(2) (My favourite.) There are, apparently, cognitive mechanisms seemingly in the frontal lobes that help us stay focused on task and inhibit any distracting or irrelevant input – these become less effective with age, i.e. we become more distracted (p.79ff). (Although, oddly, it also becomes harder for us to switch tasks.) Anyway, and this is the bit I like, Strauch suggests that the same increase in distraction can also lead to a broader, less focused attention span (p.88) which may be of value when in an information-rich environment and may also prove to be an element within creativity.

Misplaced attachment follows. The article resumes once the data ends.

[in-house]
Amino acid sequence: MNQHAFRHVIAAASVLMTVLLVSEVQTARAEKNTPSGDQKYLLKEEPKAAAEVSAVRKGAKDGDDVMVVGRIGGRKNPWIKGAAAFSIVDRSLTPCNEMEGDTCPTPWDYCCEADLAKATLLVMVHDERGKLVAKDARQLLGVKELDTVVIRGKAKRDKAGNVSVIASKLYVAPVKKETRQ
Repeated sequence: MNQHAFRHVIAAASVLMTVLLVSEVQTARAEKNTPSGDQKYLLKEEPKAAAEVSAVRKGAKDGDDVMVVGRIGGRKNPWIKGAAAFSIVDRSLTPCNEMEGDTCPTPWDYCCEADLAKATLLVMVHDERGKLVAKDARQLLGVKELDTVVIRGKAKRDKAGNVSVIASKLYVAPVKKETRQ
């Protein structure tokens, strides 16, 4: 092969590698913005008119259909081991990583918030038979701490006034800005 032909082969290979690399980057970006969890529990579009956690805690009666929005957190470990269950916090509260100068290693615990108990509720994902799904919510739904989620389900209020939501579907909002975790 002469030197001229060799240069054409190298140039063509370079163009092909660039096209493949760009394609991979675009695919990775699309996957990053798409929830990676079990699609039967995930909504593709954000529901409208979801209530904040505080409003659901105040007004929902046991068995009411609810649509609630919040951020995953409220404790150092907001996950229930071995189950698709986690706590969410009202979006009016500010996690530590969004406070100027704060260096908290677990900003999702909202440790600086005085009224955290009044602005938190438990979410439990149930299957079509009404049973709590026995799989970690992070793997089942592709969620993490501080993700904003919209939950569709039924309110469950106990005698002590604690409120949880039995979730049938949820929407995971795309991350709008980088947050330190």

(3) Education and cognitively stimulating activities can help develop cognitive reserve which, in turn, can help to create a buffer against the effect of the plaques and tangles formed as part of Alzheimer’s Disease (p.116ff). She quotes a researcher, Nick Scarmeas, as saying “Overall, the accumulated data seems to make a case for a protective effect of physical, intellectual and social activities for cognitive decline and dementia”. Whilst Strauch acknowledges that this is a contentious area, she is clearly supportive of the idea and raises the subsequent question – at what point do you have to start engaging in these activities for them to have an effect?